I believe that God’s voice is a constant. Always there. Always speaking to us. Never fluctuating or changing. If that’s the case, why does God’s voice seem so quiet sometimes, and other times calls to us through a megaphone? Perhaps it’s the volume of everything else in our world that affects our ability to hear God. So if you would like God to be louder in your life, spend some time thinking about what is drowning God’s voice out.

We’re exposed to a lot of noise in our life, but we have some choice in the degree to which we tune in. Lots of things demand our attention, but we don’t always have to give in to those demands. Take some time this week to make a list of all the things that you are listening to these days. Some by choice, some by habit, some by non-choice. How do each of these things make you feel? Which of these things draw you closer to God, and which of them pull you further away? 

For example, you might listen to a certain person on the news or the radio, and they leave you feeling angry or hopeless. Or maybe you have an acquaintance who is always critical and leaves you feeling down. We were created to live in harmony with God’s loving plans for us. Might I encourage you to turn down the volume of anything that clashes with that harmony? 

Taking it one step further, there may be some “noise” in your life that you want to mute altogether—those things (or people) that make it almost impossible for you to focus on the voice of God. Picture yourself holding a remote control with a mute button. Do you have the ability to silence the voices that don’t serve you? I spend a lot of time on Twitter, and there are some accounts that are very bleak and fear-mongering. Once I figured out how to mute those accounts, my Twitter timeline became much more enjoyable. Would it help you to go on a news or social media diet—or even a blackout? Or maybe you need to take a long, hard look at some toxic relationships in your life.

As you begin to lower the volume of this noise in your life, an amazing thing will begin to happen. God’s voice will automatically become louder.  All the other “stuff” you’ve been focusing on will fade away, and the messages from God (through Scripture, through the Advent story, and through your daily encounters with Jesus) will increase, filling your ears and your heart.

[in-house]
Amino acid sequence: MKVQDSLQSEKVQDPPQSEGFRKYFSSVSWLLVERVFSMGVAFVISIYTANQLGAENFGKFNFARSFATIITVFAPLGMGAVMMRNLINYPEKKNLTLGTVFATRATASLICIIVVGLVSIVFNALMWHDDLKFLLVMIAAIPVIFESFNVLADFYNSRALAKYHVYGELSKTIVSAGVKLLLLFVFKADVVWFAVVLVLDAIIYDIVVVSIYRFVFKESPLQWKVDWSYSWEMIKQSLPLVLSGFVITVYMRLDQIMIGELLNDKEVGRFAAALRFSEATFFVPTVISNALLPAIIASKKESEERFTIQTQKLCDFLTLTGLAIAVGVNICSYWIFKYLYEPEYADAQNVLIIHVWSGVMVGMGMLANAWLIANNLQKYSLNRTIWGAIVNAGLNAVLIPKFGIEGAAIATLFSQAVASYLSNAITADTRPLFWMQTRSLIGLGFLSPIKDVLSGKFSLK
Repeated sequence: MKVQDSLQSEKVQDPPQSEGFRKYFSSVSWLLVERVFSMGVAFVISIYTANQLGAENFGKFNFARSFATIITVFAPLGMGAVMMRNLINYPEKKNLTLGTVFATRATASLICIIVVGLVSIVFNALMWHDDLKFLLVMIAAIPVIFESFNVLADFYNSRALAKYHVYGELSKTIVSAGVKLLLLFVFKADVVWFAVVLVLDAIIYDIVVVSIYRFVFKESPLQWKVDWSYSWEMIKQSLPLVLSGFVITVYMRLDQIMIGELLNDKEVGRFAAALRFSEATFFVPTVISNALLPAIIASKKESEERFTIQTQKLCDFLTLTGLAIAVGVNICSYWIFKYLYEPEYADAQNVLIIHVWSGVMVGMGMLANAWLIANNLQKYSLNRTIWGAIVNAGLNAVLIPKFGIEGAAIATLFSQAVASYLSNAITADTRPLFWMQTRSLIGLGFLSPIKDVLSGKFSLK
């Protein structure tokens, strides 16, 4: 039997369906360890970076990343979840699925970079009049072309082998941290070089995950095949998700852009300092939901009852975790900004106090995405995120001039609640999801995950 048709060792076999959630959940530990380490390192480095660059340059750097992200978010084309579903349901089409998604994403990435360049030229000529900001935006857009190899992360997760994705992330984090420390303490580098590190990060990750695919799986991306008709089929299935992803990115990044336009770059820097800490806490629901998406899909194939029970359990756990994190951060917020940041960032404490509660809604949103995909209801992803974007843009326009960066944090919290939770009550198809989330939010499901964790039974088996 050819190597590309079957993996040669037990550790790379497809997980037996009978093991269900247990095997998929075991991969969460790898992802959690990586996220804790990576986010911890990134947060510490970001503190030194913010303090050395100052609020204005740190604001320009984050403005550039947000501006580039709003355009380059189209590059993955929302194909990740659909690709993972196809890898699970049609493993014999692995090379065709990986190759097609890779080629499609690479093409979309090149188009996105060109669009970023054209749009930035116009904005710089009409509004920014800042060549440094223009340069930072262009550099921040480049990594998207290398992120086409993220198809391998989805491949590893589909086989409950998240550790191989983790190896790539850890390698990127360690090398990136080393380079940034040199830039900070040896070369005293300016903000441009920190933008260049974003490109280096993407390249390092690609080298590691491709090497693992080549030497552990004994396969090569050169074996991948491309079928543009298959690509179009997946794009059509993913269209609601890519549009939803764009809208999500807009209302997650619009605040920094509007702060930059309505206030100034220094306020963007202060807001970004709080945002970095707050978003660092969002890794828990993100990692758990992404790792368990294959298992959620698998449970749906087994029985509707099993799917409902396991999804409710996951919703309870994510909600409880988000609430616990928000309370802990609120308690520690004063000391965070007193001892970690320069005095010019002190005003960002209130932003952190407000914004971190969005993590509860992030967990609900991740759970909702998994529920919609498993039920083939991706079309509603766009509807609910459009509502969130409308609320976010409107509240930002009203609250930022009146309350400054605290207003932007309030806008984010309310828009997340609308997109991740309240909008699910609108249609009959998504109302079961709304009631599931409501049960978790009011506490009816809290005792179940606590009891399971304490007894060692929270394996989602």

And if you want to crank up that volume even more? Incorporate some spiritual practices into your daily life that will continue to bring God’s voice to the forefront…loud and clear!

PRAYER: What better way to achieve this than to talk to God in prayer? Think of your day as an ongoing loving conversation with your Creator. Speak what is in your heart and be open to what you are hearing in response.

STILLNESS: 16th century mystic John of the Cross once wrote: “Silence is God’s first language.” Silence is our gift to God. A “sacred pause.” A time to stop what we’re doing and listen. To soak in God’s presence and allow ourselves to be filled up.

AWARENESS: We hear God with our hearts, through an unshakable awareness that Jesus walks with us through all that we see, and do, and experience. Focus on what matters most in your life. Feel gratitude and love dwelling in your heart. That’s where God lives. 

My prayer for you this Advent season is that you will open your heart to God’s voice and let that voice be LOUD, like the chorus of heavenly hosts singing with the angels: Glory to God in the Highest and peace to all people on earth!

Background photo by KaLisa Veer on Unsplash

Finding Jesus in the Present

A few months ago, when I was struggling with anxious feelings caused by our nasty and unwelcome friend – the Delta variant – a colleague recommended I start learning about mindfulness as a way to stay focused on the present, so I wouldn’t worry so much about the future. I embraced this idea. Being alive to the present moment wasn’t always easy, but as I got better at tuning into the small details of what surrounded me in each moment, I began to see beauty, calm, and the finer details of the world around me and within me. I began a daily practice of meditating, taking walks outside, and breathing deeply until my racing thoughts subsided.

As fall stretched toward winter, and we began to approach the season of Advent, I assumed I would have to put away my mindfulness practices for a while so I could turn my thoughts to the themes of Advent – hope, peace, love, and joy.  I would need to switch to new daily practices to really do justice to this beautiful season.

As you can probably guess, I was very wrong about this! Mindfulness—the practice of being alive to the present moment—is the perfect mindset for Advent.